You can implement this method by using Windows Deployment Services. A control on the image selection page enables you to select the language packs that are installed in the image and those that reside outside the image (but are still associated with the image). Expect the following behaviors:

  • If the selected image is from an operating system released prior to Windows XP, the language selection control on the image selection page will be disabled. This is because these images do not support installing language packs.

  • If the selected image is Windows Vista, Windows Server 2008, Windows 7, or Windows Server 2008 R2 but there are no language packs available on the server, the drop-down list will display those languages that are currently installed in the image as defined in the image’s metadata. The selection will default to the default language that is defined in the image’s metadata.

  • If the selected image is Windows Vista, Windows Server 2008, Windows 7, or Windows Server 2008 R2 and there are language packs available on the server, the drop-down list will display all externally available language packs as well as those that are already installed in the image. The selection will default to the default language that is defined in the image’s metadata.

The language pack that is selected will be the default language for the first boot of the install image, and it controls the boot environment language, UI language, and default settings for system locale and keyboard layout (if these are not defined in the unattend settings).

  • Pros: There are fewer images to maintain.

  • Cons: Install times are longer because external language packs must be copied and installed.

Method 3: Deploy language packs online (to a running operating system) after the installation.

Though this method of deployment falls out of the scope of the Windows Deployment Services solution, it is included here to cover all scenarios. To use this method, you could run scripts at first logon or deploy the language packs to the client by using management software such as Group Policy or System Center Configuration Manager 2007.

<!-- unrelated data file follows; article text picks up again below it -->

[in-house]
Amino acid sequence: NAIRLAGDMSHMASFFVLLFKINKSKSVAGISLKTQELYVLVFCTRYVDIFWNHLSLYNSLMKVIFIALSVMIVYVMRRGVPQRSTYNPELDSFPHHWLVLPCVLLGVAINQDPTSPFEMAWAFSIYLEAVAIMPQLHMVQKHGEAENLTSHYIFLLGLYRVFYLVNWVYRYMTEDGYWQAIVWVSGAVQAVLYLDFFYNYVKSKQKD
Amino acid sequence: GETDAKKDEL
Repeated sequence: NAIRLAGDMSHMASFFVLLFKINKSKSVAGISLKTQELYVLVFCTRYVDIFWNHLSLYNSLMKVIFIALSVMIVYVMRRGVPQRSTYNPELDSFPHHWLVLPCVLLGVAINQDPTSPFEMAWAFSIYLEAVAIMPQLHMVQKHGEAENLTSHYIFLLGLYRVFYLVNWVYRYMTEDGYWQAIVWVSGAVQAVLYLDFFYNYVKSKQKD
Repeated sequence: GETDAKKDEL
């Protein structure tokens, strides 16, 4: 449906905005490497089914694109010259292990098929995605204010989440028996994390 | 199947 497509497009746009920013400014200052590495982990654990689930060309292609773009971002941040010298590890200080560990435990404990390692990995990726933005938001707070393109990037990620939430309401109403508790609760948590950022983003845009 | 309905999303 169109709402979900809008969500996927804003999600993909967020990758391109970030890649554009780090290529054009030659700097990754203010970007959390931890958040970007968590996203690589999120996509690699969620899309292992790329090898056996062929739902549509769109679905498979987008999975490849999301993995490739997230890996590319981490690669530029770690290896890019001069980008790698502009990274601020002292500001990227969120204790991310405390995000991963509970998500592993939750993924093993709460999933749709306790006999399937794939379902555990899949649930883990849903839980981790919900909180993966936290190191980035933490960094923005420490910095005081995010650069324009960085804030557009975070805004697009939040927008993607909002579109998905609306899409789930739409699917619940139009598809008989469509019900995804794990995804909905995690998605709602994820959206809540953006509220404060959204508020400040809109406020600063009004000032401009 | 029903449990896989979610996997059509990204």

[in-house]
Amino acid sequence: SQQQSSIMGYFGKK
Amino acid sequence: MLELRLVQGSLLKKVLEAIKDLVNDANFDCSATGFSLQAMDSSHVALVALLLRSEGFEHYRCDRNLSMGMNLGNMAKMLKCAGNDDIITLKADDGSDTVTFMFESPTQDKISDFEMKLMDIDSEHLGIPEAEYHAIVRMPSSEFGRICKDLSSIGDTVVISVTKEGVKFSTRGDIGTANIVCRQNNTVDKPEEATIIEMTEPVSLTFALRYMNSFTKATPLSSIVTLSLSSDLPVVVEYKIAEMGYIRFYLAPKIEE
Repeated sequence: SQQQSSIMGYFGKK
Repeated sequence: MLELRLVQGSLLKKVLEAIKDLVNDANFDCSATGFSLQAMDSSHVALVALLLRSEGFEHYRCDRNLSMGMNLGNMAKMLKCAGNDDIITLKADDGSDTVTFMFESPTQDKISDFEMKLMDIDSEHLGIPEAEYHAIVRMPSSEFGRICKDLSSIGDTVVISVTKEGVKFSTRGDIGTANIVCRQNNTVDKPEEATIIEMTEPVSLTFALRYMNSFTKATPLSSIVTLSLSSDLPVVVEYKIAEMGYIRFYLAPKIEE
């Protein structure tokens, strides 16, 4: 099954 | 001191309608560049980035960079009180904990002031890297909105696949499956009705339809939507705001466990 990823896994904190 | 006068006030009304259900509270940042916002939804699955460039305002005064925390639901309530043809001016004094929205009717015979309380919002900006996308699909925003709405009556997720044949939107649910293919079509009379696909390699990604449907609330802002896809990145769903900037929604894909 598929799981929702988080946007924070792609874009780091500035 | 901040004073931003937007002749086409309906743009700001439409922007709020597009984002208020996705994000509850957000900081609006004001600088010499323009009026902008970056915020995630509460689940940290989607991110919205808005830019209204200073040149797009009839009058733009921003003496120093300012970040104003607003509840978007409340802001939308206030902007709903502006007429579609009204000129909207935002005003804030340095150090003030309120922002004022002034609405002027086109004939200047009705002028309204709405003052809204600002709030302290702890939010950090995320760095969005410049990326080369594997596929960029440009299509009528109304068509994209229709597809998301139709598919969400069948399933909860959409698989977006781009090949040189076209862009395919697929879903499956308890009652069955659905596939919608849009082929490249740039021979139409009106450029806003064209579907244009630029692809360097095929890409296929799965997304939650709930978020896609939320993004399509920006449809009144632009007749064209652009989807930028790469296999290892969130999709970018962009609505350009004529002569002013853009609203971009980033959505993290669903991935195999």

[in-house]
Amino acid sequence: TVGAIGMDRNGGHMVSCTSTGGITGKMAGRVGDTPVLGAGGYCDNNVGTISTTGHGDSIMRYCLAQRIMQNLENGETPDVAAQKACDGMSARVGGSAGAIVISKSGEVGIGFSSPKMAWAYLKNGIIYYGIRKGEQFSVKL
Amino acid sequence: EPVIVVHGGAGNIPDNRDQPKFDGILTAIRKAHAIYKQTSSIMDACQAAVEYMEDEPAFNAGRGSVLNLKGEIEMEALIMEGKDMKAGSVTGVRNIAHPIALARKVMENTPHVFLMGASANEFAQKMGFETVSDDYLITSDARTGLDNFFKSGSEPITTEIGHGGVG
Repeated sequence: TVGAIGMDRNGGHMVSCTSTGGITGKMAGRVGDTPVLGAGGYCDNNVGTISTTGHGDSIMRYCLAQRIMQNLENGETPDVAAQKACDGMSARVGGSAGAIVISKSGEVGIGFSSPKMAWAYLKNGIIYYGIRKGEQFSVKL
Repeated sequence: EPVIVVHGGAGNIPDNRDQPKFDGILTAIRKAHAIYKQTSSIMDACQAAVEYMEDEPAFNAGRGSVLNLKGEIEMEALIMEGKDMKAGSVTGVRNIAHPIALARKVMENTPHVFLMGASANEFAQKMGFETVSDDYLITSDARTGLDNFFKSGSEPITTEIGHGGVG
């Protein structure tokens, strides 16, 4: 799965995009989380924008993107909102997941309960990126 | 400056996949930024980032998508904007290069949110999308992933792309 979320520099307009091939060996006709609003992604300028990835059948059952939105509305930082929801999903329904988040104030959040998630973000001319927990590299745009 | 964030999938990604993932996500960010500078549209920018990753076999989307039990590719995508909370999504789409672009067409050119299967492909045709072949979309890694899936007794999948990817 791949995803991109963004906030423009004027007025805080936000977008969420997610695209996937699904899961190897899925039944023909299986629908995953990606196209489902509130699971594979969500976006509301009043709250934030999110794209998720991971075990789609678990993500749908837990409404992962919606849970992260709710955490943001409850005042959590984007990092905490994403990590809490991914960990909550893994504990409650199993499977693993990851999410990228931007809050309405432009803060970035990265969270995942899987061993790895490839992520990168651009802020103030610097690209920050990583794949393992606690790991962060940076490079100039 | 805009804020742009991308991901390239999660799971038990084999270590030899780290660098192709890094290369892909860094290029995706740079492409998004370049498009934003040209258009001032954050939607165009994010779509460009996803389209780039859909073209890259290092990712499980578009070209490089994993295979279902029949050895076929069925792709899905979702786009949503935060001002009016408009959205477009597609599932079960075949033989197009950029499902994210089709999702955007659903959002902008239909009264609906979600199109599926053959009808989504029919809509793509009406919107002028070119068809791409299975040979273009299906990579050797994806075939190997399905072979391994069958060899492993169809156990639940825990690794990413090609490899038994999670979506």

• Pros: This method does not require you to change the setup method that you are currently using.

  • Cons: The user’s first experience will not necessarily be in the expected language. For example, the boot and the initial logon might be shown in the language of the operating system because the language pack has not been applied yet. Also, only certain versions of Windows support language pack installation and removal.

Storing Language Packs in the Image Store

Each language pack is a .cab file called, and each file is differentiated by the folder in which it resides (for example, \en-US for U.S. English and \de-DE for German). You cannot distinguish one language pack from another just by examining the metadata of the file. Within Windows Deployment Services, you store language packs on a per-image basis within the RemoteInstall directory. You must manually create the folder hierarchy for the language packs as follows: C:\RemoteInstall\Images\<image file name>\Langpacks and then copy the language folder and language pack to this location. For example, you would store the German language pack at C:\RemoteInstall\Images\Image1\Langpacks\de-DE. Also note that you cannot remove language packs during the installation by using Windows Deployment Services.

Note that a language pack is applicable only to a specific version of the operating system — that is, language packs are not backward-compatible. If a language pack was created for Windows Vista, you can apply it only to Windows Vista. If you install a service pack on Windows Vista, you cannot apply the Windows Vista language pack. The rule is enforced when the language pack is installed. Therefore, although it is possible to associate an incorrect language pack with a particular version of an image, the installation of the language pack will fail when the installation starts.